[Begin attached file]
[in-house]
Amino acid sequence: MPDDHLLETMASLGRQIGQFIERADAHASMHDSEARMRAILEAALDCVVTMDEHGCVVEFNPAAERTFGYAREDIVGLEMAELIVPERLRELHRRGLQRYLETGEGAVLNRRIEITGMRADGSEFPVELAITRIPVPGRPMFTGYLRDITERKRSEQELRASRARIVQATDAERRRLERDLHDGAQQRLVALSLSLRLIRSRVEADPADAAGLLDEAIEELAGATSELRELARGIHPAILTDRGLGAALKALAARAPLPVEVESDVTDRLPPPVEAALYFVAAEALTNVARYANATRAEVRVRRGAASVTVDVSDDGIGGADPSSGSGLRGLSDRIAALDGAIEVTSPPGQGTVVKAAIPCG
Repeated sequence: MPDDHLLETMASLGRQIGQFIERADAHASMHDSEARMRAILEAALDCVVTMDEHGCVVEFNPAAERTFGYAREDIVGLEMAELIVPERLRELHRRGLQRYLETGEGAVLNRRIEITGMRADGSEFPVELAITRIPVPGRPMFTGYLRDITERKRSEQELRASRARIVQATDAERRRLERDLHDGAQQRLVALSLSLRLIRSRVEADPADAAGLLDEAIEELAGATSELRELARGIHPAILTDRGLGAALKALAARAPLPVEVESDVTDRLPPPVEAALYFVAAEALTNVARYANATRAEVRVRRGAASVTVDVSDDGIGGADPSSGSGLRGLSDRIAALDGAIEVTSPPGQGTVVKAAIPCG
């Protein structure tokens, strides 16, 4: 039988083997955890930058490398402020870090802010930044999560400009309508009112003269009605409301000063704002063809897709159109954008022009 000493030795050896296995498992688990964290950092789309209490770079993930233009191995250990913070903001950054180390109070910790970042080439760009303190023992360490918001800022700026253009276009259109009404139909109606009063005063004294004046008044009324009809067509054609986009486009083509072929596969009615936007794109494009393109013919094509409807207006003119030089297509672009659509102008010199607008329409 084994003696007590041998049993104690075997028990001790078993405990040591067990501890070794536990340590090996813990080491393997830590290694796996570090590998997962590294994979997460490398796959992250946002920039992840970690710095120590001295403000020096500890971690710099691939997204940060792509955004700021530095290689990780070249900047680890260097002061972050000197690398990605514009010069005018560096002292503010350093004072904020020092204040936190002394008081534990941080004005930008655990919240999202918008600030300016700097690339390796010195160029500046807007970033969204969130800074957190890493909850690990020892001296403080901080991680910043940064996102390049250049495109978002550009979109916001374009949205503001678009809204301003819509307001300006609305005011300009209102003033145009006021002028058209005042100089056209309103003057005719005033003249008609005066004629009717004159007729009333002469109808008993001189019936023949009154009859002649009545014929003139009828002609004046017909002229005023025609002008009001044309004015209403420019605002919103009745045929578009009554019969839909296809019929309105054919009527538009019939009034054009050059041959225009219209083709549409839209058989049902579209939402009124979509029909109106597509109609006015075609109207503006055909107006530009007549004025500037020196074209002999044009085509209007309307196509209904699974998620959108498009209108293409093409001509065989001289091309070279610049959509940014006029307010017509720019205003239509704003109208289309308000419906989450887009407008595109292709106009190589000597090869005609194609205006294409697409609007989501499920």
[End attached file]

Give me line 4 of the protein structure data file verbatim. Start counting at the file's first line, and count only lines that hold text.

């Protein structure tokens, strides 16, 4: 039988083997955890930058490398402020870090802010930044999560400009309508009112003269009605409301000063704002063809897709159109954008022009 000493030795050896296995498992688990964290950092789309209490770079993930233009191995250990913070903001950054180390109070910790970042080439760009303190023992360490918001800022700026253009276009259109009404139909109606009063005063004294004046008044009324009809067509054609986009486009083509072929596969009615936007794109494009393109013919094509409807207006003119030089297509672009659509102008010199607008329409 084994003696007590041998049993104690075997028990001790078993405990040591067990501890070794536990340590090996813990080491393997830590290694796996570090590998997962590294994979997460490398796959992250946002920039992840970690710095120590001295403000020096500890971690710099691939997204940060792509955004700021530095290689990780070249900047680890260097002061972050000197690398990605514009010069005018560096002292503010350093004072904020020092204040936190002394008081534990941080004005930008655990919240999202918008600030300016700097690339390796010195160029500046807007970033969204969130800074957190890493909850690990020892001296403080901080991680910043940064996102390049250049495109978002550009979109916001374009949205503001678009809204301003819509307001300006609305005011300009209102003033145009006021002028058209005042100089056209309103003057005719005033003249008609005066004629009717004159007729009333002469109808008993001189019936023949009154009859002649009545014929003139009828002609004046017909002229005023025609002008009001044309004015209403420019605002919103009745045929578009009554019969839909296809019929309105054919009527538009019939009034054009050059041959225009219209083709549409839209058989049902579209939402009124979509029909109106597509109609006015075609109207503006055909107006530009007549004025500037020196074209002999044009085509209007309307196509209904699974998620959108498009209108293409093409001509065989001289091309070279610049959509940014006029307010017509720019205003239509704003109208289309308000419906989450887009407008595109292709106009190589000597090869005609194609205006294409697409609007989501499920």